Taliesin knew that not long ago the sacrifice offered would have been human. A volunteer, someone infused with a vison of the Otherworld would have offered himself. But the coming of the Romans to Britain had gradually put an end to such sacrifices. The druids of Cormach’s early days had made the change. Now the blood shed was that of a pure and spotless animal, a bull or a ram. But Taliesin did not see the gain. Surely the blood of one sinful man could not pay for sins of many. Neither could the blood of one innocent animal take away the sins of men. He saw the sacrifices as evidence of his people’s despair and ignorance -but he didn’t know of what.

        The bullock was brought forward. Hafgan took up a sharp stone knife and clasped it point upward in both hands. He placed his hands on the forehead of the docile animal and entreated the Otherworld to accept this offering on behalf of his sins and those of his people. He asked that the blood shed would turn aside the anger of the Ancient Ones, and he named the gods of the Other world by their ancient secret names.

        Hafgan stepped a half step back from the big animal and laid the stone knife across it’s throat. Two of the Druids held a large heavy stone bowl beneath. With a cry and a sudden stroke Hafgan slit the throat of the beast, which was too dumb even to know it was dead. It stood for several seconds, unmoving, while blood poured into the stone bowl. Then it collapsed at the knees and fell.

        Quickly the animal was bound and lifted to the altar. The wood was arranged under and around it. Oil and blood and frankincense were poured over it. Hafgan took a flaming brand from one of the circling fires and stepped to the altar. With loud cries and tears he offered the life of the bullock to the gods of the Other world, and pled for their forgiveness and favor. Then he thrust the torch into the waiting wood. It burst quickly into flame and consumed the body of the bullock, while the druid brotherhood raised their voices in one last chant to the gods they had appeased.

II. The Encounter

        Taliesin walked through summer woods, reveling in the evening sun as it descended through the trees. Ahead he saw the camp that he knew belonged to the holy men Dayfd and Collen, emissaries of the Roman religion who had come to Britain to build a shrine to their gods and enlist worshipers.

        “Hail, Taliesin!” called Dafyd, coming to meet him. Collen stood up from the pot he was stiring at the fire, smiled, and waved his welcome.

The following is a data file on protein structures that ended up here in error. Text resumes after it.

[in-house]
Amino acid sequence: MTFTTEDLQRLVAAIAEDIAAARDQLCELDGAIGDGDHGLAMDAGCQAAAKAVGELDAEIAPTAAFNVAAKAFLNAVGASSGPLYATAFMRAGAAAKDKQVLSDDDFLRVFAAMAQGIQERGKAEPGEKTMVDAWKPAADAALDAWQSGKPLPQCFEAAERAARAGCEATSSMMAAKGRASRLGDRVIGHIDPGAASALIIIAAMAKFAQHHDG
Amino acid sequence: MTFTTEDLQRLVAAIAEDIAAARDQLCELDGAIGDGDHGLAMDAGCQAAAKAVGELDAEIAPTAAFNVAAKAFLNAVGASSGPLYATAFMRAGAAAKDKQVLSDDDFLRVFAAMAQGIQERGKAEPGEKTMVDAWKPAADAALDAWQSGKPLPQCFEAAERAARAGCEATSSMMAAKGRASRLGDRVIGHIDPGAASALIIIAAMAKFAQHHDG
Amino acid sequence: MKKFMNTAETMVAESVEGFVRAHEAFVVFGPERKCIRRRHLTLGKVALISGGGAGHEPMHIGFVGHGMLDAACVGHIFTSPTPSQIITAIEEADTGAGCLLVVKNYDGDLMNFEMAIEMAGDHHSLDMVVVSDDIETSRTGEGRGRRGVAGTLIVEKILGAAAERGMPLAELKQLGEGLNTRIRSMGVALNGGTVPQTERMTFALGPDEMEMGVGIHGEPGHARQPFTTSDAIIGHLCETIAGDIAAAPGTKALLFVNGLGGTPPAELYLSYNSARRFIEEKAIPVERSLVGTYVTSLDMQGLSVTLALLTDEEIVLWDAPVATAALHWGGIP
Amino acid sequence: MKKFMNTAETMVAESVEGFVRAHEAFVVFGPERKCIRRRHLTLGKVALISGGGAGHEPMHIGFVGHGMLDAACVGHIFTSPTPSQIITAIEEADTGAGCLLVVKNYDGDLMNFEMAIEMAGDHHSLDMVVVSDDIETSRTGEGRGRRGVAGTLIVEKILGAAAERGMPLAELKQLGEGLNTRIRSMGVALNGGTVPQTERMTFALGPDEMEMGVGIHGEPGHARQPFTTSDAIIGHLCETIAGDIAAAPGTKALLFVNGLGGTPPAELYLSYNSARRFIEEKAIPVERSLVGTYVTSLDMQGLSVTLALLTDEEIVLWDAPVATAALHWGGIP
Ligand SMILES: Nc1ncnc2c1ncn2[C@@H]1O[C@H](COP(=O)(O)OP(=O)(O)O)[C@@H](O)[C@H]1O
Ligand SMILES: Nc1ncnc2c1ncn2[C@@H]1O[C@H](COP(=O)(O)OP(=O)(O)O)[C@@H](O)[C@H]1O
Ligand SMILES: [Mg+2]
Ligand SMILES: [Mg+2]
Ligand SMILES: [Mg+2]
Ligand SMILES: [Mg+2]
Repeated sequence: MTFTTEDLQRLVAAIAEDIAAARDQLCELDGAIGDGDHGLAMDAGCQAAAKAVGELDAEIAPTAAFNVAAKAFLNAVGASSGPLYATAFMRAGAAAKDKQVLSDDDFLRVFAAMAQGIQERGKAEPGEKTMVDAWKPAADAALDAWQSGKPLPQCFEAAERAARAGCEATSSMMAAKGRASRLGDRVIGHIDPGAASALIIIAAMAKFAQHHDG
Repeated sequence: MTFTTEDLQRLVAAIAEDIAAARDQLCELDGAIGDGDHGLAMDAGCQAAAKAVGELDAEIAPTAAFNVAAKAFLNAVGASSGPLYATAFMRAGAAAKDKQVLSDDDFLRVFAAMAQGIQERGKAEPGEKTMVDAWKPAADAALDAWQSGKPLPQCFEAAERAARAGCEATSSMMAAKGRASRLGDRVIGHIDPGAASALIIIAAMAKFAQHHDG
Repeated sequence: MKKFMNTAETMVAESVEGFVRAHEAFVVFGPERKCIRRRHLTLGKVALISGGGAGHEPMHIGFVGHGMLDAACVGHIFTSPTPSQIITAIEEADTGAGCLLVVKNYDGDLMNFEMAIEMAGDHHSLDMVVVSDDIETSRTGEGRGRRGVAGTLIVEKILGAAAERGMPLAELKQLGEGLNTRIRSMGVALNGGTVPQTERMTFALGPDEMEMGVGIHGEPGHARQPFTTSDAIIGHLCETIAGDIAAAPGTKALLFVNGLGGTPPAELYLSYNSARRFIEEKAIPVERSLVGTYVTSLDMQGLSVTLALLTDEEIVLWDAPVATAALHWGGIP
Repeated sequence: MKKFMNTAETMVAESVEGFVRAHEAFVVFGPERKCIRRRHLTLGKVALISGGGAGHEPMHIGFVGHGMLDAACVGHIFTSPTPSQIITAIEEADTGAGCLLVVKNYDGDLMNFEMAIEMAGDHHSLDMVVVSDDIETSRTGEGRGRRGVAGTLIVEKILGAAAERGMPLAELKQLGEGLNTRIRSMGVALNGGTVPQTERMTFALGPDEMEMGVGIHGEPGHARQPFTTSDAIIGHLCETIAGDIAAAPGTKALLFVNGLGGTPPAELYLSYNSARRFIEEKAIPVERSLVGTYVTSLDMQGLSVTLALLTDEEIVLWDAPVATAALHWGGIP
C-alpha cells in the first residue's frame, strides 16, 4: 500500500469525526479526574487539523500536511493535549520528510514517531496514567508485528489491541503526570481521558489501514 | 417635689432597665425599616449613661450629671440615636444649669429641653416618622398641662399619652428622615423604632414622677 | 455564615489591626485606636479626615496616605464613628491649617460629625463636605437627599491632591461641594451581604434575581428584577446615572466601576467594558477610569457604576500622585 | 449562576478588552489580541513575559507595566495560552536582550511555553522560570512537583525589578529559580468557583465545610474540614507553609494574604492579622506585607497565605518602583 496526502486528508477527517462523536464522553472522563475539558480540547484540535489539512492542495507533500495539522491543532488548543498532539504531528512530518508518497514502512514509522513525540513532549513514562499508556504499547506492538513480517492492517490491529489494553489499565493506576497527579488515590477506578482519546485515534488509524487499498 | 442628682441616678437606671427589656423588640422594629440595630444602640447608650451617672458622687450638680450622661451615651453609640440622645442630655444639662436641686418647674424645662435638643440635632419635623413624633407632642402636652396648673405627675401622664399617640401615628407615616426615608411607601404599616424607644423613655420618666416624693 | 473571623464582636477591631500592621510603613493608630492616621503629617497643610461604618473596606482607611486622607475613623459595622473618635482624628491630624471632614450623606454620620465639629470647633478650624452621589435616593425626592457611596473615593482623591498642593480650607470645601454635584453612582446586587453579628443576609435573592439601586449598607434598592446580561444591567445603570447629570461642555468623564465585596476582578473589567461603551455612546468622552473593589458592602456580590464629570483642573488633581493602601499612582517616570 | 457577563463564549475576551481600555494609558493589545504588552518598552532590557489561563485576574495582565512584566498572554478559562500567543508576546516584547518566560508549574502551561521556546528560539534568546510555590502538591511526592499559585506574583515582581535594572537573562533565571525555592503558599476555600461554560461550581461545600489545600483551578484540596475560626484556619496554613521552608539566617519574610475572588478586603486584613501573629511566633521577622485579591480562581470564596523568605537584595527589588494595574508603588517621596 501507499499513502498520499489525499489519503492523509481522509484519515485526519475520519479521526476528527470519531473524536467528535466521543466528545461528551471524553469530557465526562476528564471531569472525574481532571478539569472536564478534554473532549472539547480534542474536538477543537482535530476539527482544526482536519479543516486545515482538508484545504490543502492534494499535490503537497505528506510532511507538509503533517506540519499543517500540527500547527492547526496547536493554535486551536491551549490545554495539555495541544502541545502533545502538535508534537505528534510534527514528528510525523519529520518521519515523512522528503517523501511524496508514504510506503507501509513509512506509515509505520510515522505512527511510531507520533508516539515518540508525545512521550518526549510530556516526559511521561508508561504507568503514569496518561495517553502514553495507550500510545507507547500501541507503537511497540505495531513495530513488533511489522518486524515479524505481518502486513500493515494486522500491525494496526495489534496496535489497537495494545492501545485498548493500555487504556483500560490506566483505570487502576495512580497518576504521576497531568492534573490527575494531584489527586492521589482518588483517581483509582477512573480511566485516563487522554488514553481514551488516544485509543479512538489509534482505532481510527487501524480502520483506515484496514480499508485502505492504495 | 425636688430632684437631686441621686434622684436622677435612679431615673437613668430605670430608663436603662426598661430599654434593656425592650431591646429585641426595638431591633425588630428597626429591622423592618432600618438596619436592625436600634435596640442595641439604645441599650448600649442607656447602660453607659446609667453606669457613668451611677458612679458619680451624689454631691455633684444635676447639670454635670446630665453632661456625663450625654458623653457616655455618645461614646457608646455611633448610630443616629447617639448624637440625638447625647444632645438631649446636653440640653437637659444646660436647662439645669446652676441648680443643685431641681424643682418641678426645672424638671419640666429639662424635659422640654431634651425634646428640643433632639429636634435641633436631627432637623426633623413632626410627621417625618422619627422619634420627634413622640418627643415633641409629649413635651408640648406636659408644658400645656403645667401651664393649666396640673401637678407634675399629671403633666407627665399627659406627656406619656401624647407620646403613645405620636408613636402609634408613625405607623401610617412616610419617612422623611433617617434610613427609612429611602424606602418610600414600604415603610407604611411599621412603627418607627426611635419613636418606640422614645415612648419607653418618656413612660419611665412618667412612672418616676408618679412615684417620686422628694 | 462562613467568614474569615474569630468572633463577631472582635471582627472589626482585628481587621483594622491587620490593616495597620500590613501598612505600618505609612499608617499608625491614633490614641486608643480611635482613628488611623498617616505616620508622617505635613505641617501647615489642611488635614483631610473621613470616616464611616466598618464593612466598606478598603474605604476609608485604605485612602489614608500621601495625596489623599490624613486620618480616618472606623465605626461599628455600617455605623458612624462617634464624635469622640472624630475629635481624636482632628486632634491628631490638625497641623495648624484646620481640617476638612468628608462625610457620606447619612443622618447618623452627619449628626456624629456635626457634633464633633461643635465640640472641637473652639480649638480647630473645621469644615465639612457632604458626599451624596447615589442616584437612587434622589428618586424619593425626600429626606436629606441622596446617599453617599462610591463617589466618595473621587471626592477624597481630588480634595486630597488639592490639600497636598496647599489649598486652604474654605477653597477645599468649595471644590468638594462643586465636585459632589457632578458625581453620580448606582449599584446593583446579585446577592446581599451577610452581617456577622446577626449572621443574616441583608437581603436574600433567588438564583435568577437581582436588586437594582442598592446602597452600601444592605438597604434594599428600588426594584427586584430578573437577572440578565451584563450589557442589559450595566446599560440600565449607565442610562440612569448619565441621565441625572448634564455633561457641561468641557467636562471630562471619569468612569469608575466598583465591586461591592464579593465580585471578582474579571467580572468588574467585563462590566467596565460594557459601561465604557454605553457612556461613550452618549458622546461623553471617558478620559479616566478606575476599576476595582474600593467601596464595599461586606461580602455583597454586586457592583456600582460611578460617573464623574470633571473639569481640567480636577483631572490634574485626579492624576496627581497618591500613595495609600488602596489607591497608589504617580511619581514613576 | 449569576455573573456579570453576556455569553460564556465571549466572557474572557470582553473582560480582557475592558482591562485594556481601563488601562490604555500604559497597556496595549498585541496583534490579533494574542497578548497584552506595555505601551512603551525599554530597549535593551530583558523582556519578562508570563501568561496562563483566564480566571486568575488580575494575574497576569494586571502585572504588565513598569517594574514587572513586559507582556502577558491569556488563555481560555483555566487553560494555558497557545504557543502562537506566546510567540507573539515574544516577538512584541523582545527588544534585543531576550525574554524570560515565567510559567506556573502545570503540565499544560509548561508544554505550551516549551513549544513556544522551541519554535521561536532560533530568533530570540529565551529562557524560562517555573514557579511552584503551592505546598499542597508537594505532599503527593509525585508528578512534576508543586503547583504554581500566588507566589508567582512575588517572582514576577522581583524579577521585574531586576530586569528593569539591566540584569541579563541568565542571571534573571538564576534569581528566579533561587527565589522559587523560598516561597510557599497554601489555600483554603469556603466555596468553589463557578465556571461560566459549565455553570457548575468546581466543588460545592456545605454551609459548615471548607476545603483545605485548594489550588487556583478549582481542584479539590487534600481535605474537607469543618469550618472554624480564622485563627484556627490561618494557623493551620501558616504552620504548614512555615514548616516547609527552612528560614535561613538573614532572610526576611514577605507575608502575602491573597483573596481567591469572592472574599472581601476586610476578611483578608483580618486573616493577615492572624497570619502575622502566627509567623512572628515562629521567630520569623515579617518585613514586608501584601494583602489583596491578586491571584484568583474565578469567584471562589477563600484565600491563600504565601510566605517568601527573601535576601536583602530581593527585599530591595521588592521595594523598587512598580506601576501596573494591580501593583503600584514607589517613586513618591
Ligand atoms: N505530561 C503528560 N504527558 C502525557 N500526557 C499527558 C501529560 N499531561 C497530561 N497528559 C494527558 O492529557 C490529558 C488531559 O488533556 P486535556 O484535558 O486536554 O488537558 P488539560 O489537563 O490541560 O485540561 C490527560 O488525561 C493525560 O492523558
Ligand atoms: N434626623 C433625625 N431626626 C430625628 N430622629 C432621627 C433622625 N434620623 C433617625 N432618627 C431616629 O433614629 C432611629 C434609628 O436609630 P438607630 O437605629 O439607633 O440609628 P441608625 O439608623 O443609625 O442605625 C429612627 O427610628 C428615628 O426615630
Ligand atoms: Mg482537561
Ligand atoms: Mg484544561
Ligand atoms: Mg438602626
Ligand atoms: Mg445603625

“Greetings, holy men,” said Taliesin. He turned to observe the small, shrine on the hill top above them. “This is where the god you call ‘good’ is worshiped?”

        “Here, yes, and everywhere else his name is known,” Dafyd answered.

        “All creation is his – ah... his temple,” offered Collen. The young man blush and asked, “Did I say it right?”

        “Most excellently said!” laughed Dafyd. “All creation his temple, yes” he gestured toward the shrine. “But this – this is a special place.”

        “How so?” asked Taliesin. “Is the hill sacred? Or the spring that runs below it?”

        Dafyd shook his head. “Neither spring nor hill, Taliesin. If this place is sacred, it is because it was here that the name of Jesu was first honored in this land.”

        Taliesin gazed around him. “A curious place. Why here?”

        “Come, sit down. We were about to have our meal. Share it with us and we will tell you about this place.” He noticed Taliesin’s quick glance at the pot. “Do not worry; there is enough. And Collen is a fine cook.”

        Taliesin sat down and accepted an earthenware bowl and wooden spoon. After a short prayer by Dafyd, the three began to eat. Following the stew there was mulled wine in beakers. They watched and listened as twilight deepened over the land. The first stars were glowing in the sky before Dafyd spoke. “There was a tribe that lived in this region a long time ago. They lived in houses built on pilings in the lake. They had a chief and a druid, and they fished in the lakes round about, and raised sheep.”

        “On this hill they had raised an idol of stone - a headless one – they kept its head in a little cave by the spring and brought it out now and then to watch their sacrifices.” Taliesin stifled a groan. There it was again, the almost comic nature of his people’s practices. He wondered if the god of these holy men was as absurd as that headless idol had been.

        Dayfy continued “One day there came men from the East, Jews whose leader was a man named Joseph –the same man of whom it is written that he took pity on our Lord in death and gave his new cut tomb for Jesu’s burial. Now Joseph was a wealthy man, deriving his wealth from the tin trade, the business of his father. As a boy Joseph accompanied his father on his journeys to the various mines around the world. Once, or perhaps more often, they came here to trade with the Britons.”

        “Joseph must have remembered and thought well of this land, because after our Lord was taken up into heaven, Joseph returned to this place, bringing with him others who were followers of the Christ. He and his family and the men with him lived on here for a space of years, consecrating this place with their prayers, living in peace with all, and winning many friends and believers to the Eternal Kingdom. Eventually, however, Joseph and his people died and the land remembered them no more.”

        “But the – er, shrine... remained,” offered Collen.

        “Oh yes, the shrine remained. And from time to time others have come and rebuilt it.”